FIG. 1 represents a typical DSC of the GELUCIRE 50/13-theophylline mixture, where GELUCIRE 50/13 was present in form I, just before the dissolution studies were carried out on freshly prepared capsules. The DSC revealed two characteristic peaks, a premelting transition at approximately 40° C., followed by a larger, perhaps melting, endotherm at 46° C. However, upon storage at 40° C., form I was found to exhibit a similar, but slightly different, DSC curve. The solid form associated with this new DSC was designated as form I′ (FIG. 2). The DSC curve of Form I′ was found to be very similar to Form I with a premelting transition followed by a larger endotherm. However, the area under the premelting transition was found to be much smaller in form I′ compared to form I. Furthermore, the larger endotherm was found to be shifted to a slightly higher temperature (FIG. 3). A gradual conversion of form I to I′ when stored at 40° C. is presented in FIG. 4.

Ageing Effects on the Dissolution of Theophylline

Interestingly, storage of the capsules A at 40° C. was also associated with a significant increase in the dissolution rate of theophylline (FIG. 5) and reaches a plateau. The increase in dissolution was significant, but less dramatic, at lower temperatures (e.g. 25° C.). No significant difference in the x-ray diffraction patterns of forms I and I′ were observed, suggesting that no gross solid phase transformations (e.g. typical polymorphic or pseudopolymorphic transformations) lead to the conversion of form I to I′ (FIG. 6). A dramatic increase in dissolution rate associated with form I to I′ conversion warranted a more thorough investigation of the thermal behavior of Form I to explain, and perhaps prevent, the aging effects on the dissolution of theophylline from the GELUCIRE 50/13 matrix.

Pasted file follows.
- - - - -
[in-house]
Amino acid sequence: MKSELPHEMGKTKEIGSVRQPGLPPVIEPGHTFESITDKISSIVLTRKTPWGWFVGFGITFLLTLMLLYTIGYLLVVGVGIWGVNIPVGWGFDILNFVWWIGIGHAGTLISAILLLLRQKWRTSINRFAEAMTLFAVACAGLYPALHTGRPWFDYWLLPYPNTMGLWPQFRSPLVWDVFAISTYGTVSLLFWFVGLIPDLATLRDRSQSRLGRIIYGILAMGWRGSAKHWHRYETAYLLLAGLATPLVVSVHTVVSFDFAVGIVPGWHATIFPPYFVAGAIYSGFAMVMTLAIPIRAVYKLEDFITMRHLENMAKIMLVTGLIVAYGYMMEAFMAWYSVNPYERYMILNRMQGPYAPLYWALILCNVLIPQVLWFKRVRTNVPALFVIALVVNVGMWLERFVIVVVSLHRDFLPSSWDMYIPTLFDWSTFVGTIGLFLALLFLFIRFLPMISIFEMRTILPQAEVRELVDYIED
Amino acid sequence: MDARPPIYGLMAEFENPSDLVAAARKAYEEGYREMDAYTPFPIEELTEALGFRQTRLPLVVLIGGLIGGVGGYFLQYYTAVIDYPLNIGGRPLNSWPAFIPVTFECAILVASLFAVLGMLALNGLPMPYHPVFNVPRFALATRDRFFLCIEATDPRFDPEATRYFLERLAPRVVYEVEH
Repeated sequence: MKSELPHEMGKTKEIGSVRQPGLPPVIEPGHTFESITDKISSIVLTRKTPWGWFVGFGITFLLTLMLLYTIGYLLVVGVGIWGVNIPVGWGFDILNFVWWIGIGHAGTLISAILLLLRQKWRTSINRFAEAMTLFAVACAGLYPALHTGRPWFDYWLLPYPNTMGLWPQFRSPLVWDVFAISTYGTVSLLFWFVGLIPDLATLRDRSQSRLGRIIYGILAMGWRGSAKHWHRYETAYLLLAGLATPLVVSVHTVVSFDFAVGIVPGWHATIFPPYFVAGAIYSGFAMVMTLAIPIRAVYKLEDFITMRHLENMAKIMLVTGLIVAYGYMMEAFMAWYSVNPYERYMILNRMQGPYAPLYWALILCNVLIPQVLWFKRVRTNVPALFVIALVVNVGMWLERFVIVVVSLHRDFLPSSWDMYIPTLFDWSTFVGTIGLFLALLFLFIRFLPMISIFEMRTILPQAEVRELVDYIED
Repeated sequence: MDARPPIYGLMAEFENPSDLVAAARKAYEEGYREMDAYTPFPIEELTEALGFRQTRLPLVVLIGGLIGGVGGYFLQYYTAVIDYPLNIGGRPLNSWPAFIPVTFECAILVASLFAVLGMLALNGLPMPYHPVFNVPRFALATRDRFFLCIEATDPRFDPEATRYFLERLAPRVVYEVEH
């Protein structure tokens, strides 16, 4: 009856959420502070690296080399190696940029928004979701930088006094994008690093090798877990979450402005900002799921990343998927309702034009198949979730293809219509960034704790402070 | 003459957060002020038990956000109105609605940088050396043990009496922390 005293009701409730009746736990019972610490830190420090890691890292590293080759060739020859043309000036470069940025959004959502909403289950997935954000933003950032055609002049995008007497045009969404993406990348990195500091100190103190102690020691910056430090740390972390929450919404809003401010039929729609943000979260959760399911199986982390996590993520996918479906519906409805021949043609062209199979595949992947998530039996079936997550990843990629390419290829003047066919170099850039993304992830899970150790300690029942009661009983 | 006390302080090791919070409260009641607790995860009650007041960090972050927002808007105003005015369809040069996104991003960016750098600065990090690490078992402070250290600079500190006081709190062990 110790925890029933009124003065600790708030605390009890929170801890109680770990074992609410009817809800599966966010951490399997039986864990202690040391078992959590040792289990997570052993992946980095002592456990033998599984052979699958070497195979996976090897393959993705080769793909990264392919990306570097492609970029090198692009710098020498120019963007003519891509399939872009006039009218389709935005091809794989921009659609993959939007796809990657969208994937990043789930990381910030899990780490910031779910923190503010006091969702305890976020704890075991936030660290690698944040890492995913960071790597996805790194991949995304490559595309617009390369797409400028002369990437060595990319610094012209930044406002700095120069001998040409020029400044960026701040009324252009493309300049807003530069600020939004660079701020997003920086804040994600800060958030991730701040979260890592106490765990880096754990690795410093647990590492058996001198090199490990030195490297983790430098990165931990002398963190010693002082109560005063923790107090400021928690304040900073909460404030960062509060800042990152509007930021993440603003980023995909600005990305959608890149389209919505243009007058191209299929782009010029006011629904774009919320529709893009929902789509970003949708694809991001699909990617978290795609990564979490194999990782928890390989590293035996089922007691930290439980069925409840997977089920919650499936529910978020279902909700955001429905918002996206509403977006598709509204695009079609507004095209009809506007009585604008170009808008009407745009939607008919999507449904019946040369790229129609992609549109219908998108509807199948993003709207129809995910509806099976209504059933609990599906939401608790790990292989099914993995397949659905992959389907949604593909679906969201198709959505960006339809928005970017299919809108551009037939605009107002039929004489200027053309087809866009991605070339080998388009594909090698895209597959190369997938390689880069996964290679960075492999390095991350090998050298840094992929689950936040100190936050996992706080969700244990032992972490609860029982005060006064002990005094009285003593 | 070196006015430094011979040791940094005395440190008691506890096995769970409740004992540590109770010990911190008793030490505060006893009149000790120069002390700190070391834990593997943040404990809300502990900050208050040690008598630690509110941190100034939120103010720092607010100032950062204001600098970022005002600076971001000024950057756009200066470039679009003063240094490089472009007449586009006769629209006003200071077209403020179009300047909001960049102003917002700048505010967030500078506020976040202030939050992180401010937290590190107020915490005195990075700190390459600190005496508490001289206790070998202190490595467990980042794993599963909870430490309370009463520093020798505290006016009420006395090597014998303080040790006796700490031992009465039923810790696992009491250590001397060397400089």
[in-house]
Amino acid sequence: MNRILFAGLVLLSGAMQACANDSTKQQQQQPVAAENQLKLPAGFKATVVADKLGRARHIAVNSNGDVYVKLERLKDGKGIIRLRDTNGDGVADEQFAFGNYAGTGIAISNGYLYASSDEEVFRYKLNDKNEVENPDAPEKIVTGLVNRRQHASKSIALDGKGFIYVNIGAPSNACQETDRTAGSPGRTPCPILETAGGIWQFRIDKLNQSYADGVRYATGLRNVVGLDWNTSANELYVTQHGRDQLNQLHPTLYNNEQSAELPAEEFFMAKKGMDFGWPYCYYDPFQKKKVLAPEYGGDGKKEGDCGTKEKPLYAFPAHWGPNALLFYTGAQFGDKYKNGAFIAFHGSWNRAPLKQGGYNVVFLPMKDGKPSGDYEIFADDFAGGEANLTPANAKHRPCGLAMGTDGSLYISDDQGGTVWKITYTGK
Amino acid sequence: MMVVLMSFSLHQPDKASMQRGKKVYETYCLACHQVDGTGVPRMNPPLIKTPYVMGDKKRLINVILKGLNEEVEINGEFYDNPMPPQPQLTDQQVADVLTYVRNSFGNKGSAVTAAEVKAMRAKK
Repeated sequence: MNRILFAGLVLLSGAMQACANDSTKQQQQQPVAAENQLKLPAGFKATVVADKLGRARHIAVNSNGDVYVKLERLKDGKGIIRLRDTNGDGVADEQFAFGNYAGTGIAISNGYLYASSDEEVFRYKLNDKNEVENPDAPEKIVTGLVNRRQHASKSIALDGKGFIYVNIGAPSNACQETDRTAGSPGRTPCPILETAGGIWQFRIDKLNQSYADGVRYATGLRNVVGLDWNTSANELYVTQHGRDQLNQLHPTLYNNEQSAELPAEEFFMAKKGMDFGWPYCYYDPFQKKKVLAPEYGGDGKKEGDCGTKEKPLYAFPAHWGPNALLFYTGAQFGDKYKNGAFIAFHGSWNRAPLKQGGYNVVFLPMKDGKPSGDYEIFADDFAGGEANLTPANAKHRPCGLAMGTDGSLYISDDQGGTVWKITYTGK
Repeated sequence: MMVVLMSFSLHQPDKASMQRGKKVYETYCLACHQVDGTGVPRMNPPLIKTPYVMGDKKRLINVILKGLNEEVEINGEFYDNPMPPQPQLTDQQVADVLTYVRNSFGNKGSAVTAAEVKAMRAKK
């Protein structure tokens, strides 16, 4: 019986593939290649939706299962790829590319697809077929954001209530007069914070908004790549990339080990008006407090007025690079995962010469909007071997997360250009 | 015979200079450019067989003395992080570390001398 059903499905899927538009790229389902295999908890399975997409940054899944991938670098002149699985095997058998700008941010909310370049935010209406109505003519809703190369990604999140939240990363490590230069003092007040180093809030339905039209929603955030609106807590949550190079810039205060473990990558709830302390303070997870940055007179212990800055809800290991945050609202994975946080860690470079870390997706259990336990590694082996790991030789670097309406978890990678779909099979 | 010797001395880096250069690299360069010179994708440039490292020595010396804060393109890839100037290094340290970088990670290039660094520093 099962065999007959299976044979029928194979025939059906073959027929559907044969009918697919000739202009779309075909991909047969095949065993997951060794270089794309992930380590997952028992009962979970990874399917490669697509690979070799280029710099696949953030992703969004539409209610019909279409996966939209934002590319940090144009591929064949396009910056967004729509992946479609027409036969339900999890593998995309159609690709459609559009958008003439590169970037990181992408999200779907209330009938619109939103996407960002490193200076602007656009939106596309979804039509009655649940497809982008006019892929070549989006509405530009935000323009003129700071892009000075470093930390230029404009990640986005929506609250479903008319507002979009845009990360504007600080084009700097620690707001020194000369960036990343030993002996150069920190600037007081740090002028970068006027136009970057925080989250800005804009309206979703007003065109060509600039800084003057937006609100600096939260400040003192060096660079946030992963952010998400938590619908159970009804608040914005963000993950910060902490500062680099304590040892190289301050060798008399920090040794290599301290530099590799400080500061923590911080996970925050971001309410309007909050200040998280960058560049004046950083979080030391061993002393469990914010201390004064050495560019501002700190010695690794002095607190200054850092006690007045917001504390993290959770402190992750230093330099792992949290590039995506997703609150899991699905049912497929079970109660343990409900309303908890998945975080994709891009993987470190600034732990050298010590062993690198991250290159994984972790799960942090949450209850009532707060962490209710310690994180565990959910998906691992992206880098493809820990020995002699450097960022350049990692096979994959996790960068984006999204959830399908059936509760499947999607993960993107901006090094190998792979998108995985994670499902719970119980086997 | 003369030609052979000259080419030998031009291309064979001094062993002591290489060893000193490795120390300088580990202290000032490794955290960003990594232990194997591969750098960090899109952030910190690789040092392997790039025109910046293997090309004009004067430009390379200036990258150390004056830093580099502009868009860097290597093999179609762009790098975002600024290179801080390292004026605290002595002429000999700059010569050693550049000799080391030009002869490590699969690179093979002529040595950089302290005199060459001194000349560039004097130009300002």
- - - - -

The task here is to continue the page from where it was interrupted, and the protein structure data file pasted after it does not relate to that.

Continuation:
Hot Stage Microscopy was utilized to understand the nature of the different thermal events observed in the DSC. GELUCIRE 50/13, at room temperature, was found to be crystalline exhibiting significant birefringence under polarized light. When heated to a temperature closer to the premelting transition temperature (40° C.), a slight change in the birefringence was observed, while the solid retained its morphology. Thus, the premelting transition does not appear to be melting of minor components or a eutectic. The solid began to melt at 44° C. At 52° C., although the majority of the wax was found to form a liquid, some intact crystalline portions of the wax were still visible and remained up to 56° C. A separate experiment on a Glyceride-PEG esters mixture suggested that the melting at 44° C. was perhaps related to PEG esters present in GELUCIRE 50/13. Above 52° C., remaining crystalline components in GELUCIRE 50/13 were dissolved by the liquid.